Britain's links to the torture of Libyans to be "investigated"

Cameron confirms that the Gibson Inquiry will look at new allegations, but its credibility has alrea

"Our relationship with the new Libyan regime must deal with the significant issues in the past," said David Cameron in his statement to the Commons this afternoon. Given today's allegations about Britain's complicity in the extraordinary rendition and torture of Libyans, these issues look very significant indeed.

The controversy centres on Abdul Hakim Belhaj, now the National Transitional Council's military commander. Documents found in Libya appear to indicate that the UK and the US provided intelligence to Libyan authorities about Belhaj, then a terror suspect, which led to his capture in Bangkok in 2004.

In Cameron's speech to the Commons, he reiterated that the Gibson Inquiry, set up to consider the improper treatment of detainees at Guantanmo Bay, would look at these new allegations. He said:

My concern throughout has been not only to remove any stain on Britain's reputation, but also to deal with any allegations of malpractice to enable the secret services to do the enormously important work they do.

But is this move enough to fulfil these aims? It seems unlikely. When the terms and protocols of the Gibson Inquiry were announced last month, ten campaign groups, including Reprieve, Liberty, and Amnesty International, said that they would boycott proceedings, because it lacked credibility and transparency.

The solicitors of some detainees also said they would not co-operate with the inquiry because it failed to ensure any meaningful participation by detainees, and provided no opportunity to question evidence from intelligence officials.

Given this resounding lack of faith in the inquiry, it is highly unlikely that including the latest allegations will do anything to quash them.

Belhaj has demanded an apology from the UK and US governments over the allegation that they were involved in the plot which led to his capture in 2004, and has threatened to sue. Indeed, the courts may be the best place to thoroughly investigate this issue. During the Binyam Mohamed case, a court order was issued forcing the British government to publish secret memos it received from US intelligence officials as it was ruled that the public interest outweighed the potential risk to national security. This was hugely embarrassing for the government, and sets a precedent for future cases.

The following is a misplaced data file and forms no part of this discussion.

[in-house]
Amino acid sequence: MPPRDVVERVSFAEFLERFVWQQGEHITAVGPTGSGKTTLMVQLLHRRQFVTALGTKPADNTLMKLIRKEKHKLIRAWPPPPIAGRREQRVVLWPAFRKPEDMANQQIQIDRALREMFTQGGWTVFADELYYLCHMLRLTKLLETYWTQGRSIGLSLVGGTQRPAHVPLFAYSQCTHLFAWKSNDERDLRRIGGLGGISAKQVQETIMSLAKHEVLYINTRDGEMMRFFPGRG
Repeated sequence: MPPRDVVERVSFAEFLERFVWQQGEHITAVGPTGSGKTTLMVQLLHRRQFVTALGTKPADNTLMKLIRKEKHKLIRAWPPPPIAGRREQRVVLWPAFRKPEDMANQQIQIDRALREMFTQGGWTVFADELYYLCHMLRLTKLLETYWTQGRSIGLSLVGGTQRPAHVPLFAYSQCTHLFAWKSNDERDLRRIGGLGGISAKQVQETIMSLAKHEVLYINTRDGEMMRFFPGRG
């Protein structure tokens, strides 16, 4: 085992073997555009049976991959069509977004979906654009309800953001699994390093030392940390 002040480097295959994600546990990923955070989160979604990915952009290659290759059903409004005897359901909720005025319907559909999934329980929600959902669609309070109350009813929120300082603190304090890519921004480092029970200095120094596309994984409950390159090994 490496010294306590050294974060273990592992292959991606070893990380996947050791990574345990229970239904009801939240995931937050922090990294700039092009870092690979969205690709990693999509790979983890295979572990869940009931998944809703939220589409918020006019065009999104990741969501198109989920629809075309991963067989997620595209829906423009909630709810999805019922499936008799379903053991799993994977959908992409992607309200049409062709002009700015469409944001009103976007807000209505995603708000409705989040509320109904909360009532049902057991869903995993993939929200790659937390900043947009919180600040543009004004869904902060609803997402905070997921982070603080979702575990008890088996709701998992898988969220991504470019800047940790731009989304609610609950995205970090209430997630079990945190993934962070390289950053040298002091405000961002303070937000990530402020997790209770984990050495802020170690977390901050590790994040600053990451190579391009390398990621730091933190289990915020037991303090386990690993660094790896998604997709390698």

In the Commons, the Prime Minister appeared more concerned with emphasising his support for the secret services than with these serious allegations, and repeatedly urged people not to "rush to judgement" given the context of heightened security concerns in 2003. But regardless of whether Belhaj's alleged links to Al-Qaeda were genuine, participating in rendition and complicity in torture is illegal. It is urgent that these allegations are explored in a credible, open investigation.

 

 

Samira Shackle is a freelance journalist, who tweets @samirashackle. She was formerly a staff writer for the New Statesman.

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Pity the Premier League – so much money can get you into all sorts of bother

You’ve got to feel sorry for our top teams. It's hard work, maintaining their brand.

I had lunch with an old girlfriend last week. Not old, exactly, just a young woman of 58, and not a girlfriend as such – though I have loads of female friends; just someone I knew as a girl on our estate in Cumbria when she was growing up and I was friendly with her family.

She was one of many kind, caring people from my past who wrote to me after my wife died in February, inviting me to lunch, cheer up the poor old soul. Which I’ve not been. So frightfully busy.